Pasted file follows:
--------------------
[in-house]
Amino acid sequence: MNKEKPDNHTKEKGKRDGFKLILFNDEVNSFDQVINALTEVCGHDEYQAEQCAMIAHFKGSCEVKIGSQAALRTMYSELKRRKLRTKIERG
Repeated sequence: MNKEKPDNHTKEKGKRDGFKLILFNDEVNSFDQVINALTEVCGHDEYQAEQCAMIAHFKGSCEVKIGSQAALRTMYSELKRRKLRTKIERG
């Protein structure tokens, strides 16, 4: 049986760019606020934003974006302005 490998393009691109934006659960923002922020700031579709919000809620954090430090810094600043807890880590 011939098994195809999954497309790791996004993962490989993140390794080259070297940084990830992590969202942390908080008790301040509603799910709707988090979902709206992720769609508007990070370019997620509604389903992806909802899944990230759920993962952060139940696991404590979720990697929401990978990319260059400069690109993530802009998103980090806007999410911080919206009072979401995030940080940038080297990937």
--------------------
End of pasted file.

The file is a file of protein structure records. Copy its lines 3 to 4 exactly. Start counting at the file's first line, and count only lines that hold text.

Repeated sequence: MNKEKPDNHTKEKGKRDGFKLILFNDEVNSFDQVINALTEVCGHDEYQAEQCAMIAHFKGSCEVKIGSQAALRTMYSELKRRKLRTKIERG
């Protein structure tokens, strides 16, 4: 049986760019606020934003974006302005 490998393009691109934006659960923002922020700031579709919000809620954090430090810094600043807890880590 011939098994195809999954497309790791996004993962490989993140390794080259070297940084990830992590969202942390908080008790301040509603799910709707988090979902709206992720769609508007990070370019997620509604389903992806909802899944990230759920993962952060139940696991404590979720990697929401990978990319260059400069690109993530802009998103980090806007999410911080919206009072979401995030940080940038080297990937």